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  • Author or Editor: Aislinn Mumford x
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Near infrared (NIR) spectroscopy can be applied to nondestructively assess soluble solids concentration (SSC) of ripening, physiologically mature ‘Geneva 3’ kiwiberries (Actinidia arguta). Spectrographic signatures were captured using a handheld NIR produce quality meter to build predictive models of internal fruit quality for ‘Geneva 3’ kiwiberries that had been held under cold storage (CS) conditions (0 to 1 °C, >90% relative humidity) as well as those not subjected to CS. The CS model, constructed using scans of 133 berries following 4 to 6 weeks in CS, predicts SSC using NIR wavelengths in the range of 729 to 975 nm. A total of 507 berries fresh from the vine were used to construct a predictive model for SSC of non-CS fruit using the same wavelength range. In each case, model predictive performance was investigated using split-half cross-validation, resulting in mean absolute error (MAE) values of 1.2% and 0.8% SSC for the CS and non-CS model, respectively. Each full model was then used to predict SSC of kiwiberries subjected to the alternative CS condition. The non-CS model maintained a low MAE (1.6% SSC) when applied to CS fruit, but the MAE of the CS model applied to non-CS fruit rose considerably (4.5% SSC). The performance of a combined model was tested against both CS and non-CS models, and a benefit to using tailored, CS-specific models was found, particularly in light of cross-seasonal results. As it has proven in many crops, NIR spectroscopy appears to be a promising tool for nondestructively assessing SSC in ‘Geneva 3’ kiwiberry fruit, with accuracy being enhanced by training models specific to postharvest regimes and/or defined ranges of SSC.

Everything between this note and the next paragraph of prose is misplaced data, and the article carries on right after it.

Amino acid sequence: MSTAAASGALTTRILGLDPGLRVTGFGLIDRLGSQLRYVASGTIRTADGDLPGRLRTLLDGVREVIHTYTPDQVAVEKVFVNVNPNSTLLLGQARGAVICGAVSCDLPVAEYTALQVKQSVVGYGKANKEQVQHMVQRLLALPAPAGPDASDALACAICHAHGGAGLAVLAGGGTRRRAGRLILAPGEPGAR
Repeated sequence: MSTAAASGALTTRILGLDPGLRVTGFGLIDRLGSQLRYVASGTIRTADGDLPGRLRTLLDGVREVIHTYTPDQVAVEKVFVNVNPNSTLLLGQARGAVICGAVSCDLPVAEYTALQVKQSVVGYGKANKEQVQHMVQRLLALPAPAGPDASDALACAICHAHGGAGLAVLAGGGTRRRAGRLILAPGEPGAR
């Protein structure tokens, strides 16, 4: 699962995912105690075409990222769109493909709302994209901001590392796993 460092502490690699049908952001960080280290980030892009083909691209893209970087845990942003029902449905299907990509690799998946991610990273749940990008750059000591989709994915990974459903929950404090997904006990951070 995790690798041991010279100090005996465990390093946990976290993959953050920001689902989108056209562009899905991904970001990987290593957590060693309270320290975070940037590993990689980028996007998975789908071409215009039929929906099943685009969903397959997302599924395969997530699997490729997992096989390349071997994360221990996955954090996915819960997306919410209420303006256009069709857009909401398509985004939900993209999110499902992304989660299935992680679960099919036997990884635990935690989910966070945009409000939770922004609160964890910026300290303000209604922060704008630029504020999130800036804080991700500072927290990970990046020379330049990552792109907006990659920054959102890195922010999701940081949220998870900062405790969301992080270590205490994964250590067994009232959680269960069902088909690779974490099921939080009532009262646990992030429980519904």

Open Access

Maturity at harvest is an important determinant of fruit quality in kiwiberry [Actinidia arguta (Siebold & Zucc.) Planch. ex Miq.], a climacteric fruit that is harvested after reaching physiological maturity but not yet ready-to-eat ripeness. Although a recommended cultivar for commercial kiwiberry producers in the northeastern United States is ‘Geneva 3’, no published research exists regarding recommended harvest and postharvest practices for this variety. In this study, conducted across two seasons, ‘Geneva 3’ kiwiberries were harvested at a range of mean maturities (6.5, 8.0, and 10.0°Brix), held in cold storage for various durations (4, 6, and 8 weeks), and then ripened at room temperature. At regular time points during ripening (0, 3, 6, 9, and 12 days), visual quality was assessed, and measurements were taken of soluble solids content, dry matter content, and firmness as a means of characterizing fruit quality. Results show that berries harvested at 6.5°Brix largely became visually unacceptable under cold storage conditions and resulted in lower overall quality fruit. Harvesting at 8.0°Brix resulted in high-quality fruit amenable to cold storage, and such quality was not enhanced by delaying harvest to 10.0°Brix. Fruit harvested at 8.0°Brix after 4 weeks in cold storage was found to be acceptable for consumption for, on average, a 3-day window after ripening at room temperature for 4 days. After 6 weeks in cold storage, the consumability window shortened to ∼2 days, starting after 3 days of ripening at room temperature. After 8 weeks in cold storage, the fruit were found to be largely visually unacceptable for fresh eating. In summary, the results indicate that harvesting ‘Geneva 3’ kiwiberries at 8.0°Brix produces berries with the greatest storability (at least 6 weeks in cold storage), the longest window of peak consumability, and the highest overall quality, while mitigating the risks associated with leaving physiologically mature fruit to ripen further in the field.

Open Access